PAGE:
A Whangārei foodbank is benefiting from a garden in Laurie Hall Park planted with more than appearances in mind.
Recreational Services, the district council's parks and reserves on-ground team, planted a koru-shaped garden with broccoli and coloured chards earlier this year with the aim of sharing the harvest with the Salvation Army's foodbank team.
"It's great to see the garden beds being used to produce food for those in need as well as looking beautiful.
''The council is pleased to be able to support this kind of initiative and is grateful to Recreational Services for making staff available to make the harvest possible,'' Parks Technical Officer Spencer Jellyman said.
''Recreational Services have experimented in the past with mixing edible plants with more traditional bedding plants and previously grew and harvested plants for the foodbank about four years ago.''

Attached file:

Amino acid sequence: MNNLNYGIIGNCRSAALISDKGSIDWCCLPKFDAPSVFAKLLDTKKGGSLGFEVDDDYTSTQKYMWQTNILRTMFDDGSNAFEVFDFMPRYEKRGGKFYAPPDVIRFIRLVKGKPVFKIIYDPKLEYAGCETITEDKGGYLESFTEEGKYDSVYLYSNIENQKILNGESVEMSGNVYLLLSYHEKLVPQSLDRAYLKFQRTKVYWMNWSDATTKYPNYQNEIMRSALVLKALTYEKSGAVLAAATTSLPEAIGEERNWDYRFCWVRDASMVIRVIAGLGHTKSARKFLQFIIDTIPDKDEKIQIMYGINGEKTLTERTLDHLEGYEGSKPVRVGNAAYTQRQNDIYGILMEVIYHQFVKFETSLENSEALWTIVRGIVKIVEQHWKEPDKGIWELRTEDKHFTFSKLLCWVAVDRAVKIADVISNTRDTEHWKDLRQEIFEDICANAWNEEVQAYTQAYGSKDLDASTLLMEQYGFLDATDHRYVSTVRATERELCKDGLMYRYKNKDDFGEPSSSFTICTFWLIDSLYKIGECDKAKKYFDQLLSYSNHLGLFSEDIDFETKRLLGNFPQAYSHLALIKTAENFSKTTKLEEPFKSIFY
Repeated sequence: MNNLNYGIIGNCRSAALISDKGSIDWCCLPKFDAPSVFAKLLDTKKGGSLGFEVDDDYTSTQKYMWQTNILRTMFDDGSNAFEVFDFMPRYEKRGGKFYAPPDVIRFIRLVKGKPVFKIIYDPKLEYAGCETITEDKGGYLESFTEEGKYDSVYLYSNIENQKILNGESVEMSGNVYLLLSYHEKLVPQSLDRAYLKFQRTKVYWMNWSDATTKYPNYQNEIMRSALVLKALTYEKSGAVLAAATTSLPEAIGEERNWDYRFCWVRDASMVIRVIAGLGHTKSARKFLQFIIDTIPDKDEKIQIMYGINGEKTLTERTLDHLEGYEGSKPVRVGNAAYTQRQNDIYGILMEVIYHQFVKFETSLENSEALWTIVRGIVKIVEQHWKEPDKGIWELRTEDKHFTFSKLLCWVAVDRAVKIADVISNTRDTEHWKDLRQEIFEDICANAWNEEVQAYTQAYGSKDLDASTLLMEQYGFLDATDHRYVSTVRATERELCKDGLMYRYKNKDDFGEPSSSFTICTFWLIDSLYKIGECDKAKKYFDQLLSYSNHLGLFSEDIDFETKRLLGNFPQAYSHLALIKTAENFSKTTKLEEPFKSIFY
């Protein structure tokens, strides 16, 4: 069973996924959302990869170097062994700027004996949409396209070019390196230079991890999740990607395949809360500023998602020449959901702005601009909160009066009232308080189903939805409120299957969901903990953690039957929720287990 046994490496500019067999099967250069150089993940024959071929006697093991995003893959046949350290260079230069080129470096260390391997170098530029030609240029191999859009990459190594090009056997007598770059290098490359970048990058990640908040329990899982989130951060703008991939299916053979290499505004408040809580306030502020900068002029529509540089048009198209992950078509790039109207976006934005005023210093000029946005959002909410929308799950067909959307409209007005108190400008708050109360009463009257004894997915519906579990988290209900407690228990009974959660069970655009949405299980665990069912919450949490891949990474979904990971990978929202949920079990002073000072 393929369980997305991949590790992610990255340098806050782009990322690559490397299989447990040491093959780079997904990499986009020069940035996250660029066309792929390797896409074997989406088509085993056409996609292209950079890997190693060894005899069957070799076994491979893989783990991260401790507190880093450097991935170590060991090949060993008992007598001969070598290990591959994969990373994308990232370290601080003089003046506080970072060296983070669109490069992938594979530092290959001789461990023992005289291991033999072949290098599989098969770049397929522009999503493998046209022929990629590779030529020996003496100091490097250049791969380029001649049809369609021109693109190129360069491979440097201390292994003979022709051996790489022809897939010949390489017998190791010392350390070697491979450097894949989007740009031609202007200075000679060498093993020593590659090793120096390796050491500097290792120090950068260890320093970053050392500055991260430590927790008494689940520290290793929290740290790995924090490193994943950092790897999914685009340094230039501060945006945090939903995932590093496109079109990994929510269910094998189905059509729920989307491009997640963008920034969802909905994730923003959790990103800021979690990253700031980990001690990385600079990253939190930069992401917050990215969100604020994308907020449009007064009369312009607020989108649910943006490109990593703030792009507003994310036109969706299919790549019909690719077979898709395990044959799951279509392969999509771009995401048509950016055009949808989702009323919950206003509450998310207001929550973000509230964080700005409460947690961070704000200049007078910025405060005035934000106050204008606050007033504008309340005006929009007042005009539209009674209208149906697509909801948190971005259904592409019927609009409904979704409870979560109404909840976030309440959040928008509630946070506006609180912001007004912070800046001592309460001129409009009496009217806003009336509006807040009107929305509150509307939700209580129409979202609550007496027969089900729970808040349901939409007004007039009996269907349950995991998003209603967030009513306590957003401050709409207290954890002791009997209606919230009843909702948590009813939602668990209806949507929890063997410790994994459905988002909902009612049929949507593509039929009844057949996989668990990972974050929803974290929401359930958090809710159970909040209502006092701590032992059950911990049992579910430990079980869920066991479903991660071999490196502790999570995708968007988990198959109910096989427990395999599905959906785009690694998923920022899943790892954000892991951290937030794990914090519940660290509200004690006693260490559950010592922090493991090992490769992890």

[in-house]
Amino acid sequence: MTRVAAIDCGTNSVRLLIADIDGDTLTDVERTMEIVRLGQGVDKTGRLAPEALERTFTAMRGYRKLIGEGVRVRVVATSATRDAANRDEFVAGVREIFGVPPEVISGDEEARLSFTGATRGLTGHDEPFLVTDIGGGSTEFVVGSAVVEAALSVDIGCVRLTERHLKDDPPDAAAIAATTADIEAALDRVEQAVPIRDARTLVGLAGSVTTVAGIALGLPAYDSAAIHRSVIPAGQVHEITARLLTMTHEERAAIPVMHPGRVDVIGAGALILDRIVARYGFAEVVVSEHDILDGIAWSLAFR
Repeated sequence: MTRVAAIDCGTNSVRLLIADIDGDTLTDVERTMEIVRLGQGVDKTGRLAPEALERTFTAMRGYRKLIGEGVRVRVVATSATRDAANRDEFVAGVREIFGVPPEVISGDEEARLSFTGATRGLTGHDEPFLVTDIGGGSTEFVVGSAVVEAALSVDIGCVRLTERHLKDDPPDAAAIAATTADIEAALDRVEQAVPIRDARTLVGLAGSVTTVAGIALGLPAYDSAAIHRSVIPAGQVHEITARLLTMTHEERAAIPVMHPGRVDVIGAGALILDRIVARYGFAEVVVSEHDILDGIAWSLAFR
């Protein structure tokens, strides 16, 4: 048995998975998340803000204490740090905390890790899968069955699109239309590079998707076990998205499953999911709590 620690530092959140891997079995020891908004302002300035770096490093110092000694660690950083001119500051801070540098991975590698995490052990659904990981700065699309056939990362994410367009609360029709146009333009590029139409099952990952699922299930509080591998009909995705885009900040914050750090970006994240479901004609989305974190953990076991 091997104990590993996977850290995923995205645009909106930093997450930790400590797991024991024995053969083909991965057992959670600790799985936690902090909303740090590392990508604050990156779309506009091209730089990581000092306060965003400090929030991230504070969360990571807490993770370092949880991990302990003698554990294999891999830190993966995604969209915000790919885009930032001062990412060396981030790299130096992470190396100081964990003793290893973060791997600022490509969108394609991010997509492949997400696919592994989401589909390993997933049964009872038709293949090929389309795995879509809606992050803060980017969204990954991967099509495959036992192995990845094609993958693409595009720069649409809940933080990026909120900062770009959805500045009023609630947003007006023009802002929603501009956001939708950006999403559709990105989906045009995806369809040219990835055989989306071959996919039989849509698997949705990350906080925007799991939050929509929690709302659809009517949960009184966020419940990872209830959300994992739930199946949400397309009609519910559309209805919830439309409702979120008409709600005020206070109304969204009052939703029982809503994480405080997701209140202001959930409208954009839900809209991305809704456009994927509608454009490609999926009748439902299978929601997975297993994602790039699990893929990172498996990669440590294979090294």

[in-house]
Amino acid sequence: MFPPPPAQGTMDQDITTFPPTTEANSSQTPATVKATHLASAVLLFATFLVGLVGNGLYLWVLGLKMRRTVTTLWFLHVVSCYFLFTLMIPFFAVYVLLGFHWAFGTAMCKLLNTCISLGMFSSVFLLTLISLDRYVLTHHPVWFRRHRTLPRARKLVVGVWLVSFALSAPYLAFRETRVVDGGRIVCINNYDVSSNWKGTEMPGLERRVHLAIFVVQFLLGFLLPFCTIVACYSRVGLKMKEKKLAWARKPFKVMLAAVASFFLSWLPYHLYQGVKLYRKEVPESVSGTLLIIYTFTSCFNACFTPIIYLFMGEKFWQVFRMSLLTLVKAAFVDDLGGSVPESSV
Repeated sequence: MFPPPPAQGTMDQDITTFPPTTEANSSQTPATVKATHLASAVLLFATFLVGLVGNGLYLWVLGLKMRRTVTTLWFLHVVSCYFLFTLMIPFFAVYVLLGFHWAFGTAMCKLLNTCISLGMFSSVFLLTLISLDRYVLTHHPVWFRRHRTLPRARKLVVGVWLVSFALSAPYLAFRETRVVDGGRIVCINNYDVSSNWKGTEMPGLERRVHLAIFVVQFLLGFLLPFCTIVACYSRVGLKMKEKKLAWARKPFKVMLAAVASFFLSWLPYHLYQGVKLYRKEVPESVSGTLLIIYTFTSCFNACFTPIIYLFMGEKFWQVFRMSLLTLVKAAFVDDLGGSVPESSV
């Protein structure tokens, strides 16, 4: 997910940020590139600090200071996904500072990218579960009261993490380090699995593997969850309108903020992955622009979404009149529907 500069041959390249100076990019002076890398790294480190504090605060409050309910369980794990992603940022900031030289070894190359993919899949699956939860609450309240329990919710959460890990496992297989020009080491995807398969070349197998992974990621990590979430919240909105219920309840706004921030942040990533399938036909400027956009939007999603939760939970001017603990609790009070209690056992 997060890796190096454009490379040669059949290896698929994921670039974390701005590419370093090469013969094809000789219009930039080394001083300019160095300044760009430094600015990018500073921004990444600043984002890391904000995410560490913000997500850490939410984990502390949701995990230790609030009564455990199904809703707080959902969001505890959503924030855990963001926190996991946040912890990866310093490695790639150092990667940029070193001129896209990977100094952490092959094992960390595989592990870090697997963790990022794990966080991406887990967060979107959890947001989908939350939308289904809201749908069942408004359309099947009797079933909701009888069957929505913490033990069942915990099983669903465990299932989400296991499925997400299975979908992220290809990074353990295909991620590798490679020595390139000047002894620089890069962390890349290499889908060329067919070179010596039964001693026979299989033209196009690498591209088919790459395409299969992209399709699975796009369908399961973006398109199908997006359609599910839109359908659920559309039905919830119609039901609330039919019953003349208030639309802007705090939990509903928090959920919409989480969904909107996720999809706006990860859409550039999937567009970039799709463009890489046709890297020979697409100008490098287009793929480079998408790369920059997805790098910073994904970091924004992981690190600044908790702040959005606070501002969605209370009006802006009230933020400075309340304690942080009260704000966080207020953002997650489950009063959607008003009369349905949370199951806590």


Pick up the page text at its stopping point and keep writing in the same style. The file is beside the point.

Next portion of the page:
Part of the garden was harvested yesterday morning, and two volunteers from the Salvation Army were on hand to pick up boxes containing hundreds of broccoli heads.
Foodbank volunteer Merlyn Hoori said it would be awesome to be able to distribute the produce to families in need in the community.
"We're just so appreciative of the support of our community."
She said the broccoli would be given out in food parcels to families, and would be gone within two days.
"Fresh produce is just awesome for the families."
Hoori said the garden was an example of community helping community.
"The community's got a good heart."
Not only the people getting healthy, home-grown vegetables with their food parcels or Salvation Army meals will reap the benefits from the good earth.
''The planting of edibles and herbs like parsley has proved popular with the public who offer to take home the plants and rehome them when the beds are replanted,'' Jellyman said.
There is plenty of silverbeet and parsley still growing the garden, which will be harvested later in the year.
When that harvest time comes, the Salvation Army will be invited back to collect another load.